In the manual therapy video below, NAIOMT faculty member Terry Pratt, MS, PT, COMT, FAAOMPT reviews a manubrial test for the thoracic spine.
In the manual therapy video below, NAIOMT faculty instructor Bill Temes, PT, MS, OCS, COMT, FAAOMPT works with the shoulder to restore range of motion.
In the manual therapy video below, NAIOMT distinguished faculty instructor Ann Porter Hoke, PT, DPT, OCS, FCAMPT, FAAOMPT demonstrates an alternative thoracic gapping technique for physical therapists that are small in stature.
Each week, as we lead manual therapy courses across the United States, the passion for PT is palpable. And with all that passion comes important debate. Sometimes we even see heated discussions being hashed out online between people across the globe, of all experience-levels and abilities. (Been on Twitter, lately?!) But whether you're a physical therapist here in the United States or a physio abroad, we actually all have a great deal in common. Sure, we may have different approaches to care, and depending on where you practice, you may or may not be limited in what you can do to help your patients. But at the end of the day, we're on the same side. We're experts in movement. We are dedicated to helping those around us live pain free, high functioning lives.
In the manual therapy video below, NAIOMT Faculty Member Michael Lucido reviews thoracic spine anatomy and palpation, a topic that'll be addressed in more detail at thoracic spine courses coming up in Seattle, Gaithersburg, Phoenix, Dallas and Denver over the next few months.
How many of you start your shoulder examination with a look at the cervical and thoracic spine? In the absence of trauma it makes the most sense to do a cervical and thoracic scan during the initial evaluation. The scapula is part of the shoulder girdle. A lot of the muscles that attach to the scapula are innervated by the cervical spine. If the patient presents with a cervical dysfunction they can wind up with altered muscle length of muscles that attach to the scapula. This can lead to altered scapula positioning at rest and with motion. If the patient has altered scapula movement it can lead to shoulder impingement during shoulder girdle movements.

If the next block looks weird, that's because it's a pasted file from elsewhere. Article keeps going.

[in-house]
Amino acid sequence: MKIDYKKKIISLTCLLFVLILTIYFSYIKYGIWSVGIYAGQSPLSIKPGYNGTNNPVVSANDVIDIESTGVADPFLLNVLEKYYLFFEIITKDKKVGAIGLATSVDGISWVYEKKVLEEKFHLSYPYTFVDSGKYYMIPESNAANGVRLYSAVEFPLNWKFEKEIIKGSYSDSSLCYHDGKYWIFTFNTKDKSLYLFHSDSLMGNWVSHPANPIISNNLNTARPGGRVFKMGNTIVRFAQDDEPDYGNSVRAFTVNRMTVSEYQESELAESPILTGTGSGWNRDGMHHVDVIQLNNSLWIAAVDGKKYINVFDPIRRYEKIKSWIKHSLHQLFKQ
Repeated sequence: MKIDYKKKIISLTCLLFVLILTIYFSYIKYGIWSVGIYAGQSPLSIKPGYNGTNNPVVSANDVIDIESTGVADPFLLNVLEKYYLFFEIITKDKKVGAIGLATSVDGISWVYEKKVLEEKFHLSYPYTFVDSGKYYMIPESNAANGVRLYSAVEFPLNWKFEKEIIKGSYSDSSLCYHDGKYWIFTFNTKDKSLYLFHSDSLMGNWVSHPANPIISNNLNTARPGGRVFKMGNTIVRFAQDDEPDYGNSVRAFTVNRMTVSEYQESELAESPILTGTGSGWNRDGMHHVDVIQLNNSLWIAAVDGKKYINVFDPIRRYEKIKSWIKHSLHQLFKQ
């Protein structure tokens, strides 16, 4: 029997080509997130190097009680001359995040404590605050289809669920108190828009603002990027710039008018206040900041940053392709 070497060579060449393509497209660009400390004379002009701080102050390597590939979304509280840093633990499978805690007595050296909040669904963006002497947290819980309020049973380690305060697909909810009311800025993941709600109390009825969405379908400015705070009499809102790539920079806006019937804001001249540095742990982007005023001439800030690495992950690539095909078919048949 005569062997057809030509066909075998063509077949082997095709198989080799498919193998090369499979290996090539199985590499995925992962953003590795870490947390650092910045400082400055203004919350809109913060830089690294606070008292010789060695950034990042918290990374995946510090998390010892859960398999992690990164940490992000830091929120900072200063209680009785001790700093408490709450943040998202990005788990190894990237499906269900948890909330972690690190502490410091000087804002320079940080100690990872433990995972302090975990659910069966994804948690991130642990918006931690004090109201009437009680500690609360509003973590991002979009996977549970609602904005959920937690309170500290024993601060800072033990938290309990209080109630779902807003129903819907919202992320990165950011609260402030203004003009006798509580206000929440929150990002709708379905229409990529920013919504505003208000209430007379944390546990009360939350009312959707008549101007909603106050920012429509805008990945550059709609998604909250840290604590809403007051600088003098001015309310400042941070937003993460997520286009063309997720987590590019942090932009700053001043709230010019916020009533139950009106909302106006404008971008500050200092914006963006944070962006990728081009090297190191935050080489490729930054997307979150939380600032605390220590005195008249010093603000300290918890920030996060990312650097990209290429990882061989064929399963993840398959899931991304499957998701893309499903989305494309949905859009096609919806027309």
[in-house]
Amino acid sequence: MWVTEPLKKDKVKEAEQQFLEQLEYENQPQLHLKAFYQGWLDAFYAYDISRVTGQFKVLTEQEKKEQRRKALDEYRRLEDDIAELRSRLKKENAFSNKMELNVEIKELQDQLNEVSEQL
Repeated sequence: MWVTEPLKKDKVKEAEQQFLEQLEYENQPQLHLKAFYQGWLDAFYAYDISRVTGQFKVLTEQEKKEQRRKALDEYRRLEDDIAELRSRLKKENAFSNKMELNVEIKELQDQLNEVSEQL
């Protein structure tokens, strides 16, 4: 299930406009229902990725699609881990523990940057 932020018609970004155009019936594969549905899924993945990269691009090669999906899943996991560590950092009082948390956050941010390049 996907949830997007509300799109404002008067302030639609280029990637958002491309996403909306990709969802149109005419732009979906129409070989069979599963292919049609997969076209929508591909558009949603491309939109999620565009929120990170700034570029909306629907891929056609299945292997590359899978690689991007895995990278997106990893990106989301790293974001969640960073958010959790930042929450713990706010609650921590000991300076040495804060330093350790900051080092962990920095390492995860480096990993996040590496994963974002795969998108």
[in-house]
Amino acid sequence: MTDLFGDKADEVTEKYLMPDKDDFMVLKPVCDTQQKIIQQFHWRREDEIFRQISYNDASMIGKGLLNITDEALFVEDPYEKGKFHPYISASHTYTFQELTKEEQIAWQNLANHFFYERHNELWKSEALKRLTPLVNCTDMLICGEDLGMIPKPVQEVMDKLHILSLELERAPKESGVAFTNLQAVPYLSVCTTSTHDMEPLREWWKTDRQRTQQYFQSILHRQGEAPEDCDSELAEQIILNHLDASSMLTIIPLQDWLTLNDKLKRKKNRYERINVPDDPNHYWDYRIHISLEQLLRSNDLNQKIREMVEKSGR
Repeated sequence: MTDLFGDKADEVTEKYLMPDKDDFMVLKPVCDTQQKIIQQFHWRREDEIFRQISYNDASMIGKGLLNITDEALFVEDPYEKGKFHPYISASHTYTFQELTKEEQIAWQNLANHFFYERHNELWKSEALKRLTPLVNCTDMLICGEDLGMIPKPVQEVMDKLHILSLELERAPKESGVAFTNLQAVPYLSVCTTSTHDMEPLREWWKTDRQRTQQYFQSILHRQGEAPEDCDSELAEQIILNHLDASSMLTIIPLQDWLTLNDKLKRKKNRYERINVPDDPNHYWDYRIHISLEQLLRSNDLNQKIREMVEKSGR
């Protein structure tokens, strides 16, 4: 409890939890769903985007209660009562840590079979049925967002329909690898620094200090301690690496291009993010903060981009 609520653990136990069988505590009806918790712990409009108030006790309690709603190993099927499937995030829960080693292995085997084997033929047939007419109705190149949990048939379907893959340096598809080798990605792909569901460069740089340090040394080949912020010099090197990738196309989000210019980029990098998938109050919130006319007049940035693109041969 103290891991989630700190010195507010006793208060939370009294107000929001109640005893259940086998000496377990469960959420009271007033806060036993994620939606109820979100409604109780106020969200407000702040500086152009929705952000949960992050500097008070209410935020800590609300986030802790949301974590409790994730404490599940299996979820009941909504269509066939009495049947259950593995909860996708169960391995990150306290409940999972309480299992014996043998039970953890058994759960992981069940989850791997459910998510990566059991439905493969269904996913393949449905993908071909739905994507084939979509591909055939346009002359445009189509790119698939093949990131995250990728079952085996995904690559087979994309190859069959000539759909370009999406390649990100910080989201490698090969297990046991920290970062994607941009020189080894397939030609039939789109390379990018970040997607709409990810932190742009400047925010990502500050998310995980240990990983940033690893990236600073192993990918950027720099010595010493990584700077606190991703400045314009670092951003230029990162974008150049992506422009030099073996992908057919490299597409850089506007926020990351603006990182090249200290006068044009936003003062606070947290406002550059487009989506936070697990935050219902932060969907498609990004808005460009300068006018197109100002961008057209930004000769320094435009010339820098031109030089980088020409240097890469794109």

The article below demonstrates that patients presenting with shoulder pain who received a thoracic manipulation experienced significant reduction in their shoulder pain and improved function. So don't forget to widen your focus and include the thoracic spine!
Non-specific shoulder pain (NSSP) is often persistent and disabling leading to high socioeconomic costs. Cervical manipulation has demonstrated improvements in patients with NSSP, although risks associated with thrust techniques are documented. Thoracic manual therapy (TMT) may utilise similar neurophysiological effects with less risk. The current evidence for TMT in treating NSSP is limited to systematic reviews of manual therapy (MT) applied to the upper quadrant. These reviews included trials that used shoulder girdle manual therapy (SG-MT) in the TMT group. This limits the scope of their conclusions with regard to the exclusive effectiveness of TMT for NSSP. Read Methods and Results here.
For a deeper look into effectively treating a host of conditions, browse these upcoming manual therapy courses offered across the country.
**Abstract of the week shared by NAIOMT Instructor Stacy Soappman, PT, DSc, COMT, FAAOMPT.
We invite you to join NAIOMT faculty member Terry Pratt tomorrow, Wednesday February 24, as he addresses the Thoracic Spine Influence on the Shoulder at the Shoulder SIG and Southern Metro Business Meeting from 6:30 pm - 8:30 pm at Northeastern University, 30 Leon St. Behrakis Health Sciences Center, Boston, MA 02115 (Driving Directions.)
Meet NAIOMT instructor Ann Porter Hoke PT, DPT, OCS, FCAMPT, FAAOMPT. She teaches a wide range of continuing education manual therapy courses including Cervical Spine, Thoracic Spine and Lumbopelvic Spine.
In the NAIOMT manual therapy video below, faculty member Bill Temes, PT, MS, OCS, COMT, FAAOMPT takes us through an exam for TMJ articular dysfunction.
For a more comprehensive understanding of cervical spine, and to gain the clinical reasoning and manual therapy skills to better test, assess and treat the region, join us for these upcoming courses. Cervical I and II may be taken in any order that works for you.
- Blauvelt, NY - October 12-13, 2019 -Cervical Spine I
- New York, NY - October 26-27, 2019 - Cervical Spine Master Class
- Someville, MA - October 26-27, 2019 - Multimodal Management of Cervicogenic Headaches
- Boston, MA - November 2-3, 2019 - Cervical Spine II
- New York, NY - November 9-10, 2019 - Cervical Spine II
- Portland, OR - November 23-23, 2019 - Cervical Spine I
- Phoenix, AZ - December 6-7, 2019 - Cervical Spine II
- New York, NY - December 7-8, 2019 - Cervical Spine I
- Falls Church, VA - December 7-8, 2019 - Cervical Spine II
- Dallas, AZ - December 7-8, 2019 - Cervical Spine II
- Chicago, IL - February 22-23, 2020 - Cervical Spine I
- Baltimore, MD - April 4-5, 2020 - Cervical Spine I
VIEW ALL UPCOMING COURSES HERE